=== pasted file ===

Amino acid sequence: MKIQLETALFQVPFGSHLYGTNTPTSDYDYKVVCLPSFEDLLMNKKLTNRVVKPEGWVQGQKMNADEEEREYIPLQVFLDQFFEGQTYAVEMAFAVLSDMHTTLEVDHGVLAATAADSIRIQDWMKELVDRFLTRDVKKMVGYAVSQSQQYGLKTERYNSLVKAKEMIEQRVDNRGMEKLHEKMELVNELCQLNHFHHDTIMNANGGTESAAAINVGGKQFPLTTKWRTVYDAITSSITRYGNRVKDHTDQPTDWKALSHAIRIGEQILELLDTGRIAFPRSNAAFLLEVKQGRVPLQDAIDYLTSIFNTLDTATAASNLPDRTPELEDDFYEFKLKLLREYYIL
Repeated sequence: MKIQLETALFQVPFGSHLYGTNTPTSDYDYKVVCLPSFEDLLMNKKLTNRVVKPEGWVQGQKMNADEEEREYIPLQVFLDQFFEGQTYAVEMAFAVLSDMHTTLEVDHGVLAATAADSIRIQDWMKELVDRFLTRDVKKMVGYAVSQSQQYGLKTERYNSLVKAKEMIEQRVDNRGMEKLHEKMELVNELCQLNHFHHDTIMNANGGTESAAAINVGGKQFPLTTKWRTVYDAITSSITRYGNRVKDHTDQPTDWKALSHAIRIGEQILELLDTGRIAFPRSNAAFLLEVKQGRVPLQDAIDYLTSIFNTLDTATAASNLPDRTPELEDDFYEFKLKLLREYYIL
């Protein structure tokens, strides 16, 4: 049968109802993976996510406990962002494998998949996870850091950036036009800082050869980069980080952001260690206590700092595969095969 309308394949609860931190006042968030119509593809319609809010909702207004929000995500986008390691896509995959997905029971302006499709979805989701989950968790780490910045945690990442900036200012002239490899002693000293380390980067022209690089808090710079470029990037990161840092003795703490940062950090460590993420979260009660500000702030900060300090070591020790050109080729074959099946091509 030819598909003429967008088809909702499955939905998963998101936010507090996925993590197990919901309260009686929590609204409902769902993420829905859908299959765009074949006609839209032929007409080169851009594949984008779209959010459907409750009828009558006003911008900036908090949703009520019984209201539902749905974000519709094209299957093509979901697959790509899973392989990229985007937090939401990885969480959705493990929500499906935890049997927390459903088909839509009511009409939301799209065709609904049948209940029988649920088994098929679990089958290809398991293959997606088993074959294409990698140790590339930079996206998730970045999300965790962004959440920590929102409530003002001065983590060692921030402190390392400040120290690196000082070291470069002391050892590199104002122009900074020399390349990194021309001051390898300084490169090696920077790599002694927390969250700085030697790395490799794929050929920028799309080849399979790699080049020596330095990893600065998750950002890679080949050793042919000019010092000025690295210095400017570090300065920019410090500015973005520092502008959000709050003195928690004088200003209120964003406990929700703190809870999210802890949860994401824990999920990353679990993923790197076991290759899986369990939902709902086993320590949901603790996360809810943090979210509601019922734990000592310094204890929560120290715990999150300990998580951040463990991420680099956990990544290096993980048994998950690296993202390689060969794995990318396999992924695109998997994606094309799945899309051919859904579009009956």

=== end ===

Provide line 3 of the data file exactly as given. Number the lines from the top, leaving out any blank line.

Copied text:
């Protein structure tokens, strides 16, 4: 049968109802993976996510406990962002494998998949996870850091950036036009800082050869980069980080952001260690206590700092595969095969 309308394949609860931190006042968030119509593809319609809010909702207004929000995500986008390691896509995959997905029971302006499709979805989701989950968790780490910045945690990442900036200012002239490899002693000293380390980067022209690089808090710079470029990037990161840092003795703490940062950090460590993420979260009660500000702030900060300090070591020790050109080729074959099946091509 030819598909003429967008088809909702499955939905998963998101936010507090996925993590197990919901309260009686929590609204409902769902993420829905859908299959765009074949006609839209032929007409080169851009594949984008779209959010459907409750009828009558006003911008900036908090949703009520019984209201539902749905974000519709094209299957093509979901697959790509899973392989990229985007937090939401990885969480959705493990929500499906935890049997927390459903088909839509009511009409939301799209065709609904049948209940029988649920088994098929679990089958290809398991293959997606088993074959294409990698140790590339930079996206998730970045999300965790962004959440920590929102409530003002001065983590060692921030402190390392400040120290690196000082070291470069002391050892590199104002122009900074020399390349990194021309001051390898300084490169090696920077790599002694927390969250700085030697790395490799794929050929920028799309080849399979790699080049020596330095990893600065998750950002890679080949050793042919000019010092000025690295210095400017570090300065920019410090500015973005520092502008959000709050003195928690004088200003209120964003406990929700703190809870999210802890949860994401824990999920990353679990993923790197076991290759899986369990939902709902086993320590949901603790996360809810943090979210509601019922734990000592310094204890929560120290715990999150300990998580951040463990991420680099956990990544290096993980048994998950690296993202390689060969794995990318396999992924695109998997994606094309799945899309051919859904579009009956």